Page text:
By E.D. Wivens, December 2005
'Twas the night before Christmas and all through the house, not a creature was stirring not even a mouse.
The company's business had been curtailed at lunchtime to allow a festive lunch to be served in the canteen below our vantage point. This had in turn provided the kit and myself with a seasonal collection of leftovers. So much so that I felt a need to bring forward my afternoon nap.
I was just settling down when the so called workforce, many still wearing their paper hats, staggered across the yard to the main entrance hall in preparation for the highlight of the afternoon. This was not, as he liked to believe, the summary of the year the Boss always gave from the top of the stairs, nor was it watching the head of Public Relations being thrown out again for abusive heckling. No. The highlight of the afternoon was the alcohol fuelled buffet on the mezzanine floor which got started as soon as the Boss shut up, turned round and cracked open the first bottle of bubbly.
By the time I awoke the party was nearly over. Accounts has finally worked out that there is a direct link between the budget for Christmas drinks and the amount spent on repairs to the photocopiers. Bearing this in mind they had limited the budget to a level that even Ebenezer Scrooge would have described as stingy, and the oasis was pretty well dry by half past four.
Seeing that the party was breaking up, we climbed off the roof and crossed the yard. By now most of the revellers had left the building and we were delayed only by the Editor who, still clutching a bottle of whisky in one hand and a plastic snowman in the other, had insisted on tickling both of us under the chin, before pouring himself into a waiting taxi.
Now I've attended many of these gatherings over the years and so I made a beeline for the cold meat table where, as usual, a certain amount of spillage had taken place. Having cleared this away and collected an occasional fallen sausage in passing, I duly arrived at the cream cakes.
The kit being more overpowered by the occasion, played with the decorations and patted the odd discarded bottle around the floor. The tree baubles were a great hit, as were the champagne corks. His stalking of an errant balloon also proceeded splendidly right up to the moment he pounced on it.
"Tell me", he said trotting over with the remains in his mouth. "Where's this alcohol they were all going on about?"
"Going by past years there won't be any left. Anyway it's dangerous stuff alcohol, you want to keep away from it. I mean look what happened to the Health and Safety guy last year."
"Which one's he then? I've not met all of our feeders yet."
"Well he's not about much. In fact he's off work with 'flu at present. He's the one Ms Savage can hardly bring herself to speak to."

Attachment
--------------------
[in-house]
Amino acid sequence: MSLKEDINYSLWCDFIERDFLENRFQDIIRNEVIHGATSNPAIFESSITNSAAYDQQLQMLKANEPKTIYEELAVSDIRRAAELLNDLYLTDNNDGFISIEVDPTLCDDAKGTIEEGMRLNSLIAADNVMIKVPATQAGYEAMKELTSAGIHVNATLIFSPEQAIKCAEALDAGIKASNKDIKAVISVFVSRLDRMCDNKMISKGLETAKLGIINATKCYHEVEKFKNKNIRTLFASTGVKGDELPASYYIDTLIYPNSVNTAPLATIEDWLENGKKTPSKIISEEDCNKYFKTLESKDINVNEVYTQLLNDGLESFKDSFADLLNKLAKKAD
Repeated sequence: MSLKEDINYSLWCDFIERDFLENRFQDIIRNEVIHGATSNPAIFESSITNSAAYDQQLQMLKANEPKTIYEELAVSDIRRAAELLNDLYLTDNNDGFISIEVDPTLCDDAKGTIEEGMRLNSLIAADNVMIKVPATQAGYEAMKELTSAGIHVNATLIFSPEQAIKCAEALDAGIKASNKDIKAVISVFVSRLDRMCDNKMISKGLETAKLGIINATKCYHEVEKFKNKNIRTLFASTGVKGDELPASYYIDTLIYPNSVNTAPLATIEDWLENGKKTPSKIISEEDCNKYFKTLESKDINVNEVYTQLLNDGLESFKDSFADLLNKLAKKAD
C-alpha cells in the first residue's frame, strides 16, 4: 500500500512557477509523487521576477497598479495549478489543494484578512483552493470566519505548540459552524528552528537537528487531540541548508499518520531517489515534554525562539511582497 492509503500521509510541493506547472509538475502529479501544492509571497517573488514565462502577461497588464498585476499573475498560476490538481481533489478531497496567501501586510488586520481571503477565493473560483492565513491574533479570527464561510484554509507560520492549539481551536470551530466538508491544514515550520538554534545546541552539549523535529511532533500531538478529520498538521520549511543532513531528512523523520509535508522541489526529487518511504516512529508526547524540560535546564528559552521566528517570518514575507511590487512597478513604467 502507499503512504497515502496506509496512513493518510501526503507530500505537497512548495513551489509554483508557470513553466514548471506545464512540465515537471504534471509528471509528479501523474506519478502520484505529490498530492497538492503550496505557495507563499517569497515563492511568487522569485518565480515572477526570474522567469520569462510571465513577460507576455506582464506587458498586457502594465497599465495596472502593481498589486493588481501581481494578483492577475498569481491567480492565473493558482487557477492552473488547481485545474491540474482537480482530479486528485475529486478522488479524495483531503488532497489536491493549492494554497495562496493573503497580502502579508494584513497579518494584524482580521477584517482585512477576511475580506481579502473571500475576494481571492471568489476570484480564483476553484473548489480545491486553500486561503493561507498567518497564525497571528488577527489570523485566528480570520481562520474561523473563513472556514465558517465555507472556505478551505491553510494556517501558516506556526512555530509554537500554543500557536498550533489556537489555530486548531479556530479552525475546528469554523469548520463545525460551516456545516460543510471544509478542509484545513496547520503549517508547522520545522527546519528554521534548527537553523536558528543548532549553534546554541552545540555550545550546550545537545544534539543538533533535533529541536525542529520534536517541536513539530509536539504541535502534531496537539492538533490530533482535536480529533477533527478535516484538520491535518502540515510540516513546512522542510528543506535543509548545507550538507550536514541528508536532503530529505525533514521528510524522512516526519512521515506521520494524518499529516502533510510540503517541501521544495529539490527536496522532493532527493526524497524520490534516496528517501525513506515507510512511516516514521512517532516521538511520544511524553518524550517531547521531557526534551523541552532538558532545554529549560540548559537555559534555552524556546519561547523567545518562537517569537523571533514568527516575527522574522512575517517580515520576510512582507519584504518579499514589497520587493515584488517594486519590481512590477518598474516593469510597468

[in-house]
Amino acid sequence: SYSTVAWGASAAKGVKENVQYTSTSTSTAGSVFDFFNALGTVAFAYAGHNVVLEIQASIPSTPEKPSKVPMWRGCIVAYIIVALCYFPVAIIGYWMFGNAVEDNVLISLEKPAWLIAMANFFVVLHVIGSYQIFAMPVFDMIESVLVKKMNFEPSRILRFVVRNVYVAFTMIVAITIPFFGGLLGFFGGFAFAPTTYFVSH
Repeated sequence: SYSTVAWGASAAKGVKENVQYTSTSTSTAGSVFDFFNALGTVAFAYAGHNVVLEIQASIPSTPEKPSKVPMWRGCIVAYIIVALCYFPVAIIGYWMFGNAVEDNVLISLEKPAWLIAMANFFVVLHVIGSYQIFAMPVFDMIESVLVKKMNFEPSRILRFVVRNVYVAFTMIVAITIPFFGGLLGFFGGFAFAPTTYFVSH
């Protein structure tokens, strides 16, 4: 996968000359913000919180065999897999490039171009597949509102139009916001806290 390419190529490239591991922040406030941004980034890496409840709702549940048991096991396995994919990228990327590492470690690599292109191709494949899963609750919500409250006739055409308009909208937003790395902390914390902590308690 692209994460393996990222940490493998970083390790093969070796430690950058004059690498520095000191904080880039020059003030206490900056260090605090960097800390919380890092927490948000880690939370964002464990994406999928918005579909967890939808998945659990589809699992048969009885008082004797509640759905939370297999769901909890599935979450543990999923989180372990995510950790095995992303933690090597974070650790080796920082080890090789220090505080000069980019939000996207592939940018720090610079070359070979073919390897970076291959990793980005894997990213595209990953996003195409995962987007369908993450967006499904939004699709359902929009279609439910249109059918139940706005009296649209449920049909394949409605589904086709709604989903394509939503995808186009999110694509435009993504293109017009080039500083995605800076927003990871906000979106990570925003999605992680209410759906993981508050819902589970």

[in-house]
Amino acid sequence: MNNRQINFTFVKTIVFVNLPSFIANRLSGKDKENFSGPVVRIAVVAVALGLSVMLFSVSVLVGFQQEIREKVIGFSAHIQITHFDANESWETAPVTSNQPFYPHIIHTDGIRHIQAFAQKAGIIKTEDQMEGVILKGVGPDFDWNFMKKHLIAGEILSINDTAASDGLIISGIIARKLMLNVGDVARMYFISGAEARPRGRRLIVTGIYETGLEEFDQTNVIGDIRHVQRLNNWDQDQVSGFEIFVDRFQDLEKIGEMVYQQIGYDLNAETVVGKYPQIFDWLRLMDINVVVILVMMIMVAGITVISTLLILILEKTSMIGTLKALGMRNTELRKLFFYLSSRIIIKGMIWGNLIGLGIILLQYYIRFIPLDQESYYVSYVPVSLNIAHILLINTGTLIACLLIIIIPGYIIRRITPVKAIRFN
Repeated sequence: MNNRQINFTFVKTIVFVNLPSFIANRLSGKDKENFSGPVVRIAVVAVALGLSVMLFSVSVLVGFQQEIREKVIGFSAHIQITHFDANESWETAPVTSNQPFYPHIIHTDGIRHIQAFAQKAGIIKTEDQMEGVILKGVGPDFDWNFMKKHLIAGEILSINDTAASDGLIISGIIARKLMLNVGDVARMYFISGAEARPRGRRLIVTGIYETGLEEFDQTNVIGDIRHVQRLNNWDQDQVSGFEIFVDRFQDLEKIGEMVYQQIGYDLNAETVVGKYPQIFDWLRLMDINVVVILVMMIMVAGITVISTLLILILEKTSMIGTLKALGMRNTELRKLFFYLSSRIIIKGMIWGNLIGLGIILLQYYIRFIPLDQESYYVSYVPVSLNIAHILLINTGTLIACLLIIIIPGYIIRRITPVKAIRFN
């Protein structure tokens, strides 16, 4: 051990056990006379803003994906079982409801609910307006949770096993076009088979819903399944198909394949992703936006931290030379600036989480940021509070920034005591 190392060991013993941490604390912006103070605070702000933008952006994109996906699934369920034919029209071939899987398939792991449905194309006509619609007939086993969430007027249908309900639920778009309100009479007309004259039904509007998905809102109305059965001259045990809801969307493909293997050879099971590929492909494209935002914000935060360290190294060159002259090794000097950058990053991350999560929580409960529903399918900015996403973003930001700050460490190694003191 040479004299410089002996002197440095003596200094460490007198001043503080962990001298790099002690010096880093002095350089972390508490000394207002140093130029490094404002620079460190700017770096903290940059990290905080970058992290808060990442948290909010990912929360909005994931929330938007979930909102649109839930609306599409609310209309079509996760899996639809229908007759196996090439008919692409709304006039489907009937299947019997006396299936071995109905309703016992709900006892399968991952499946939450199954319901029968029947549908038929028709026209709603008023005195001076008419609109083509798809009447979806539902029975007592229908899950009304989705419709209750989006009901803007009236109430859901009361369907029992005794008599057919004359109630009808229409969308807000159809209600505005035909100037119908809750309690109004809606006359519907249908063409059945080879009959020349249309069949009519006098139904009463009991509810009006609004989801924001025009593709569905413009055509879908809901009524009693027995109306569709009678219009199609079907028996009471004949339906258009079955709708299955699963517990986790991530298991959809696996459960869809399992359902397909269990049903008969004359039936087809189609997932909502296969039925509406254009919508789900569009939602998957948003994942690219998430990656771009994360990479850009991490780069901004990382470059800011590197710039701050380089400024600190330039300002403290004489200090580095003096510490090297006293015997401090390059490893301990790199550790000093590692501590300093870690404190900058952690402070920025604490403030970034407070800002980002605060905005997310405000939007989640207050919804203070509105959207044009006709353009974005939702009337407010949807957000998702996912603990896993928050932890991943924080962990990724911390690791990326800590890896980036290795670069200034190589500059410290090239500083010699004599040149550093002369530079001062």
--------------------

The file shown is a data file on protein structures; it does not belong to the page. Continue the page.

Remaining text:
"That doesn't really help very much."
I paused. The kit did have a point.
"He was hobbling around with a stick last week. He's a short guy with only three fingers on his left hand. Nasty scar above his right eye. Smells of cough sweets and oil of wintergreen."
The kit looked about to comment so I pressed on before he could speak.
"Anyway the point is that he'd had a lot of alcohol and thought it would be a good idea to go over and kiss Ms Savage who, unknown to herself, was standing beneath some mistletoe at the time."
"That seems very unwise", muttered the kit dragging part of a turkey carcase from inside a discarded briefcase.
"That's one of the dangers of alcohol; you don't realise how stupid you're being until it's far too late. Unfortunately at that moment Ms Savage was clutching a plate full of sausages on sticks and sipping suspiciously at a glass of brandy, so she didn't see him approaching until it was far too late. Before she could get out of his path he tripped over the wire of the Christmas tree lights and neatly head-butted her over the banisters."
"Sounds grim", said the kit, disembowelling a squashed bacon roll.
"Well, by the time the lights came back on, Health and Safety had struggled from beneath the remains of the tree, and extracted most of the sausage sticks from his forehead. Meanwhile Ms Savage lay in the entrance hall plants, still clutching the broken stem of the brandy glass. Grasping the initiative, but letting go of his reasoning in the process, the Boss leapt forward to give her the kiss of life. At this point Ms Savage sat up and floored him with a left hook."
The kit looked up from his slice of pizza. "I bet he was surprised."
"Not as surprised as the three part-timers who were singing 'Hey ho! The witch is dead' at that moment."
The kit looked up from his plate of fish paste sandwiches. "Did she fire them?"
I shook my head. "Oh no nothing so humane, she took them on full time..."
The kit shuddered.
"...and assigned them to Human Resources where she could keep an eye on them."
The kit stared open mouthed but, before he could comment, there was a peal of drunken laughter and the sound of a dustbin erratically climbing the entrance steps.
"Quick! Grab what you can!", I said, eyeing some chicken legs, "The cleaners are here and it sounds like their directional skill with the vacuum cleaner will be even worse than usual."
The kit responded quickly. Wrapping more leftovers in a couple of napkins, we carried our kill past the cracked photocopier. As we descended the back stairs deeper into the building, I paused and turned to the kit.
"I believe, with all due respect to the poet, there is a mouse stirring..."The author and owner of this work is E.D. Wivens. See http://www.katzphur.co.uk/ for more details.